Category Archives: Galleries

Kubota Rekkou’s Blue Celadon Works @ Robert Yellin’s Gallery

On Wednesday I spent a very pleasant evening at Robert Yellin’s ceramics gallery, looking at all beautiful things that he has gathered there and enjoying his fascinating conversation. Robert had invited me up to see his new exhibition; the beautiful blue celadon of Kubota Rekkou. Light, pale and graceful this 青白磁 (seihakuji – or blue-white porcelain) stands in marked contrast to the heavier, and more rustic wood-fired wares already on display. Robert drew my attention first to the latter kind of pottery, the high-fired, unglazed “yakishime.” In the corner were two large jars, one from Bizen and the other from Shigaraki. Explaining how such works are made, he told me,

“The artist, makes the piece, the form, but has no idea how it’s going to turn out in the kiln… And the process is pretty intense you know. We just look at the finished product, but you have to think of the digging of the clay, the processing of the clay, the wedging of the clay, the drying… It’s a very long process to make a piece. And then they put it in this wood-fired entity of a kiln and they let go. Which to me is amazing because we live in this world where everybody wants control of processes, of their own lives, but it’s actually the letting go where a lot of the beautiful drama occurs. And that’s what goes on with these works. The potter put them in and had no idea how it would turn out, in coloration… It’s very different from Western aesthetics because it’s not perfect. You got these drips, you got cracks, you got fissures, you got pitted works, a lot of it’s uneven, but there’s a large portion of Japanese spirit in these wood-fired pieces. It’s the imperfection that makes them beautiful. And they are also very seasonal as well. These pieces are more meant for the autumn. They are heavy. They are really beautiful, large, energizing pieces. They are not really summer pieces…

Which is why I wanted to introduce a summer type of style. In the summer, you want something that imparts not so much energy, but a coolness. Something that you just look at and you’re cooled. And that’s why we are having this exhibition of the bluish-white porcelain called seihakuji. You just walk into this room and you feel very light and airy. The touch when you do touch a piece becomes chilled… And with the energy issues that are going to be happening this summer, how are we going to cool ourselves? The Japanese have done it in an energy-saving way for a long time. Whether it be furin (a wind-chime) , whether it be some mugicha (barley tea), or kakigōri (shaved ice). And obviously people have changed their surroundings in the past to match the seasons. This house has these screens to let the air flow through. These are summer fusuma. The Japanese were pretty brilliant about matching their lifestyles to the seasons. When it was winter this whole house was divided into individual rooms and you heated one with a hibachi or something. But in the summer, it was furin, it was kakigōri, it was bamboo and sudare (light bamboo screens)… and it was using vessels like this, because your senses are affected by colors, by touch, and how you make this part of your daily life. Just look at that color! It cools you on many visceral levels.” Continue reading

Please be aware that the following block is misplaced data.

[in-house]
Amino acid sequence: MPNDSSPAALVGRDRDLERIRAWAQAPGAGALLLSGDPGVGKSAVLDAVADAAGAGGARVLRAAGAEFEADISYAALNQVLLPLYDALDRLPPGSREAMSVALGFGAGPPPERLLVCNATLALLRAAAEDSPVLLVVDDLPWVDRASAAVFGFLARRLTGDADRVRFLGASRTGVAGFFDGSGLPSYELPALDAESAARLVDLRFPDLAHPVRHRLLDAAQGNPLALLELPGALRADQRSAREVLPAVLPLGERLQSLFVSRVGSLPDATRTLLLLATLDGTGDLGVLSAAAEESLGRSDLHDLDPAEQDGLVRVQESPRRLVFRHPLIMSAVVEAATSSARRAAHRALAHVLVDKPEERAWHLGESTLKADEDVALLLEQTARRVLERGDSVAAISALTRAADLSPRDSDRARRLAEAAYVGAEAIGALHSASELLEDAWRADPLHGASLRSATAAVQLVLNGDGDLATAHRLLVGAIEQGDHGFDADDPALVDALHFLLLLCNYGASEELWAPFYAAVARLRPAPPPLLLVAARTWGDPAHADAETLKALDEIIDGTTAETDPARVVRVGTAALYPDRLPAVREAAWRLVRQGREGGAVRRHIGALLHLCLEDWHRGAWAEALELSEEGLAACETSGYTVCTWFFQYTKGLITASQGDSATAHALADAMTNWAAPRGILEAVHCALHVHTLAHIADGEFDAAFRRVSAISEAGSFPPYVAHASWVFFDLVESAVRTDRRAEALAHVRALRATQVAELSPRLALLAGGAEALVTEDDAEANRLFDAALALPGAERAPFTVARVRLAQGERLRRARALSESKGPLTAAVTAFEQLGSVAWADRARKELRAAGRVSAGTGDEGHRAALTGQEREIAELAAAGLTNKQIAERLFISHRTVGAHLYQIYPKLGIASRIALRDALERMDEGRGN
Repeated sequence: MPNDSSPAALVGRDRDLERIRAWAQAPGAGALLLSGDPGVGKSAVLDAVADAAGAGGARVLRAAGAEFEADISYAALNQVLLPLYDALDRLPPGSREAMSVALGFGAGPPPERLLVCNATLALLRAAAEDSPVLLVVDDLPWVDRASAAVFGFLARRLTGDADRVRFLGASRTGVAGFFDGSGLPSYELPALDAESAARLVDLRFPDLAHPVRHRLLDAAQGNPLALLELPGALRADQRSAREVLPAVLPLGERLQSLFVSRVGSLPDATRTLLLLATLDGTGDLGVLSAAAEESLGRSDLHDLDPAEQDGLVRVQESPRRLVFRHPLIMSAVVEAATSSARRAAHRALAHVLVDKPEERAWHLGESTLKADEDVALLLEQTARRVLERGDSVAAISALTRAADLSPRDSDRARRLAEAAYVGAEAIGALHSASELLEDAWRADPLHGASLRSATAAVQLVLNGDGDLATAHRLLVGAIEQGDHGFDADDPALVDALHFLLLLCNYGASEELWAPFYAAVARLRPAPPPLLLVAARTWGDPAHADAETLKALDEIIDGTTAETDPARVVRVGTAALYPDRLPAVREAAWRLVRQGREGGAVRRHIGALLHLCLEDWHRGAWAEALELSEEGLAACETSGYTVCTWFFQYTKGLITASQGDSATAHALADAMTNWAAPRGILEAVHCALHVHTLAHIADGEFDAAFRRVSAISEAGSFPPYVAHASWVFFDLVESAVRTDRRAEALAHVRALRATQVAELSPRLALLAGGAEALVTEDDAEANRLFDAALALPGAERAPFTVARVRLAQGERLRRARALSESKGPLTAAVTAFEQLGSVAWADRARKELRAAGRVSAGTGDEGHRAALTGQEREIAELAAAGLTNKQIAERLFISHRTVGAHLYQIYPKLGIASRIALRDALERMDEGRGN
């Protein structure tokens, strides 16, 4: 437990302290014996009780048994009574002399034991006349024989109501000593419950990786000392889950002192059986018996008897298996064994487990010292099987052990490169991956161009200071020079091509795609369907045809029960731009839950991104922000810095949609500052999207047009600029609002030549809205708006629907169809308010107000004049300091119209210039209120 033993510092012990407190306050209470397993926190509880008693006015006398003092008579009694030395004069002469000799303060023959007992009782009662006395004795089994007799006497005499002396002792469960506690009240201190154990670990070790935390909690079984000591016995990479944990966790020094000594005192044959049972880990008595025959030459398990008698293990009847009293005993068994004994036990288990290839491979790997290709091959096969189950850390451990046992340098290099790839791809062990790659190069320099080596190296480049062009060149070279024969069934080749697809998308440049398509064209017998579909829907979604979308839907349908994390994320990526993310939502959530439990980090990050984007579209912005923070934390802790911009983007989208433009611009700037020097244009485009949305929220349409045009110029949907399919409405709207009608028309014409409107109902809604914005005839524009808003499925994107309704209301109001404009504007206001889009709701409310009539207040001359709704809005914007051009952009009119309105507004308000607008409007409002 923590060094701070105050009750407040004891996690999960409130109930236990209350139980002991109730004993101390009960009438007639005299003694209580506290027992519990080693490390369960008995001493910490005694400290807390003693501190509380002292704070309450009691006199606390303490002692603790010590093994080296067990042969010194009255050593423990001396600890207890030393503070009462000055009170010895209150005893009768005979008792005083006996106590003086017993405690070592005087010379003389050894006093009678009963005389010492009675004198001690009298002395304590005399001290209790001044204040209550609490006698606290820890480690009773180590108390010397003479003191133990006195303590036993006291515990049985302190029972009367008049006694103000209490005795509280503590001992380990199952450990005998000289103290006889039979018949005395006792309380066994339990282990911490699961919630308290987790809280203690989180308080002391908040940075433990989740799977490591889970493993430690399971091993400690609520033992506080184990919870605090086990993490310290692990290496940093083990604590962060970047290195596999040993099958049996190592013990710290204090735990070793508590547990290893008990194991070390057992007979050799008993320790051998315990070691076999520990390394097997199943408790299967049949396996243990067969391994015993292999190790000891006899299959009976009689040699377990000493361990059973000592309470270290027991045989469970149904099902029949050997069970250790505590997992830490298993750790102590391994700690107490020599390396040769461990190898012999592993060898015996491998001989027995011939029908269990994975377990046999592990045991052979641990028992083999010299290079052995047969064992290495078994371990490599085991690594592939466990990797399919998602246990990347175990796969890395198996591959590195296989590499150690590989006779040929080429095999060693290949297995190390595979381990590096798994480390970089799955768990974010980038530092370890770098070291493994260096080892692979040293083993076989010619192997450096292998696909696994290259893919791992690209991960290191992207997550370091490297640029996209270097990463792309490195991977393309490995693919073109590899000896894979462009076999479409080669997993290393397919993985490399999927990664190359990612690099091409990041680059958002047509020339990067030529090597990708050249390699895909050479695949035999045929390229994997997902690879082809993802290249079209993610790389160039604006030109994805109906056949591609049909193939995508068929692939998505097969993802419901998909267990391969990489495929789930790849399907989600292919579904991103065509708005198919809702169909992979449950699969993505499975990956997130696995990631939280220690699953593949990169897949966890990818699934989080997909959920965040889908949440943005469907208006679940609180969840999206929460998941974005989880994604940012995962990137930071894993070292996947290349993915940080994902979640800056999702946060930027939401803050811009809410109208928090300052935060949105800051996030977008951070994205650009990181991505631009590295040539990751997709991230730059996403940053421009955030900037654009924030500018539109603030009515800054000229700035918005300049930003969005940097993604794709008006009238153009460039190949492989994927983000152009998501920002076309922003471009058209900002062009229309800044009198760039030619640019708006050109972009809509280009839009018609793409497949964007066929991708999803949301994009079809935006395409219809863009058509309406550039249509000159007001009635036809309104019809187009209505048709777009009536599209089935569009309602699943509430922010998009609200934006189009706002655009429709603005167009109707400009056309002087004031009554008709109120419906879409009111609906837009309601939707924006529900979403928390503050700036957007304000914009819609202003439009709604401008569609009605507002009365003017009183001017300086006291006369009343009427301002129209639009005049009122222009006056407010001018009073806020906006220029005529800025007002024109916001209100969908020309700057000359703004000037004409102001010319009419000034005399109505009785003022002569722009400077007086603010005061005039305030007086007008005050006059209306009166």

Cafe & Gallery Rokujian

I had a bit of free time this afternoon, so I popped over to see the exhibition at Cafe Rokujian of photographs and paintings by our friends John Einarsen and Tiery Le. The cafe forms part of the Kampo Cultural Center, which as I understand it, opened up last month. The center consists of three parts, the cafe, a small gallery space, and a learning center where you can take classes in flower arrangement, calligraphy and art – the latter with Tiery Le himself! Currently, John Einarsen’s graceful and exquisite black and white lotus photographs occupy most of the gallery space, whilst Tiery Le’s exhilarating and dynamic oil paintings decorate the cafe walls.

The cafe itself is spacious and comfortable and a pleasant place to stop and rest if you happen to be visiting the Higashiyama area. They do three lunch time sets of curry, a panini sandwich, or pasta, which all come with a (negligible) salad and a drink (tea, coffee, etc). If you want beer or wine it is 200 yen extra but the beer is Moretti, which happens to be one of my favorites so I was quite happy about that.

Each of these dishes changes daily.
I ordered the pasta, which on this occasion was spaghetti in tomato sauce with olives, anchovies and capers. It was tasty, and it came in a goodly portion so I was quite satisfied, though I think at 1180 yen for the set, it could be a teensy bit cheaper. The panini and curry sets are cheaper at 980 yen apiece.